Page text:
ragel 5.23 released

Steve Horne stephenhorne... at aol.com
Wed Jul 25 08:04:05 UTC 2007

On Jul 24, 10:38 pm, Adrian Thurston <thurs... at cs.queensu.ca> wrote:

> This will be the last development release of the 5.X line. I am going to
> begin work on version 6.

Probably a good time to make a few suggestions then...

First, any chance of a new built-in machine? - one that never matches
anything? The idea is to use it in placeholder rules, that will be
filled in later - options that aren't implemented yet.

Second, consider this fragment of the code generated by Ragel in
response to a 'write data' command...

static const char _mwt_scn2_actions[] = {

First the really trivial issue - according to the C and C++ standards,
identifiers beginning with an underscore or containing a double-
underscore anywhere are reserved (non-standard keywords and standard
library stuff). A trailing single underscore is perfectly fine,
however. Yes, I know, sorry, I can't help it.

More significantly, this cannot be embedded in a class or struct, at
least in some compilers (Microsoft VC++ 2003 being the case in point).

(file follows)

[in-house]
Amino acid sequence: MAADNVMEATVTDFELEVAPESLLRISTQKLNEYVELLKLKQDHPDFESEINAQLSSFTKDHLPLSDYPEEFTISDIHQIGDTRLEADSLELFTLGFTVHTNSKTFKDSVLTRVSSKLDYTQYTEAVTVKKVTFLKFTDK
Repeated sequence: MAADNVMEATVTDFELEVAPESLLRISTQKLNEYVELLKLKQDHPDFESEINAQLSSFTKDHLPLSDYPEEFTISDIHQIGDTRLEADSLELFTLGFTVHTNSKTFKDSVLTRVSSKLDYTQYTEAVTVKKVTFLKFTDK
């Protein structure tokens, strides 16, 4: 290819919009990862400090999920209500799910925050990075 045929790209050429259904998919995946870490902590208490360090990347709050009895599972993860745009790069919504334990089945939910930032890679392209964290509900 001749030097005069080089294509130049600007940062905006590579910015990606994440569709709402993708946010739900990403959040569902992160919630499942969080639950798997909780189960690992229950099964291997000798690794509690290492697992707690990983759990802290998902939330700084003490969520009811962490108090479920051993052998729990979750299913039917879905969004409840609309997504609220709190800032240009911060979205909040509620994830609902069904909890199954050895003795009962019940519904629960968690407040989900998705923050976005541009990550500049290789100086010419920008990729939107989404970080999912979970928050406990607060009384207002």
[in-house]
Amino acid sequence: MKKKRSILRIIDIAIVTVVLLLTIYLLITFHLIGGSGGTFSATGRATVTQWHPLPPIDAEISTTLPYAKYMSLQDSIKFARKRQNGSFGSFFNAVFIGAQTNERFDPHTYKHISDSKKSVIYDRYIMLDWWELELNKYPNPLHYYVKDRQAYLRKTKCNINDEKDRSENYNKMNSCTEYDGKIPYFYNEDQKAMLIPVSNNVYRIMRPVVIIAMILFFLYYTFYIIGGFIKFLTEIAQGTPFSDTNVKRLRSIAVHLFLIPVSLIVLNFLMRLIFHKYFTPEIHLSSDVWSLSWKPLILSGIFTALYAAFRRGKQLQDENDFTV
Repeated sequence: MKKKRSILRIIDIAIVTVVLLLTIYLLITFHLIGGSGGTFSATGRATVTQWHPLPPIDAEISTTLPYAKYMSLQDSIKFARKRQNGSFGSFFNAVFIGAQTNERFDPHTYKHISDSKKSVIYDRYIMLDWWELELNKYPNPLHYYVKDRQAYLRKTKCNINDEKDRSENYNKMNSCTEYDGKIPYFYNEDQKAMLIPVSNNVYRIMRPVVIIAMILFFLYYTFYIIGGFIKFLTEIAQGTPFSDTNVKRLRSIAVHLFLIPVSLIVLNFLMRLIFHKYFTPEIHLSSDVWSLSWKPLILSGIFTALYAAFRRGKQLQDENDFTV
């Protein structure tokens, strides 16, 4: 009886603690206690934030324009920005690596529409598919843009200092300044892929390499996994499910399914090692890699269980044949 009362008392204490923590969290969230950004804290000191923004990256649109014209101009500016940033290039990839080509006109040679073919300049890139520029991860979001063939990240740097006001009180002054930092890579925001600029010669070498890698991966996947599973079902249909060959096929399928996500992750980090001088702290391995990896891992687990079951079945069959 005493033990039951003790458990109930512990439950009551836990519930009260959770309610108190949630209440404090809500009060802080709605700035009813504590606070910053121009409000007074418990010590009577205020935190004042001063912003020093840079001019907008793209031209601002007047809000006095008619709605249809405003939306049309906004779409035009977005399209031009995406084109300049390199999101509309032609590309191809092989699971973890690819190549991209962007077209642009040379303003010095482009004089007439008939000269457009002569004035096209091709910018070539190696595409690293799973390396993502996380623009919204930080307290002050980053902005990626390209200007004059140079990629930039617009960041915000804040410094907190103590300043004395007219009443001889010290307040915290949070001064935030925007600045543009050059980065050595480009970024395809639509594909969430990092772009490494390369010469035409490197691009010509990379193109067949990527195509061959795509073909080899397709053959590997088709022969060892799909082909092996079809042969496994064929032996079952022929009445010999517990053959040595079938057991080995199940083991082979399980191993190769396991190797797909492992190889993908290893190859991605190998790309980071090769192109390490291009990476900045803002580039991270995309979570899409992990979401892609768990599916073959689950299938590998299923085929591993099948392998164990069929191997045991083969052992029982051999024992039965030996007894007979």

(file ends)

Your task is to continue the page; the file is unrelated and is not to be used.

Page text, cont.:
There was an older approach to this kind of thing, where the static
const data is declared in the class but defined (given values)
outside, and usually in the .cpp file rather than the header. Syntax
is IIRC...

class classname
  static const int membername;
static const int classname::membername = 5;

(not quite 100% on this - not sure if the 'static' should be repeated)

I'm not really clear on the state of this in the standard. Certainly,
more recent compilers can cope with static const data in the class
definition, but I don't know if there are any limitations. In any
case, it might be useful to some (i.e. me) if you could have 'write
data declarations' and 'write data definitions in scopename' or
similar options.

But only if it's easy, of course - there's plenty of ways of working
around this issue. I tend to just put the 'write data' in a global
area ATM.

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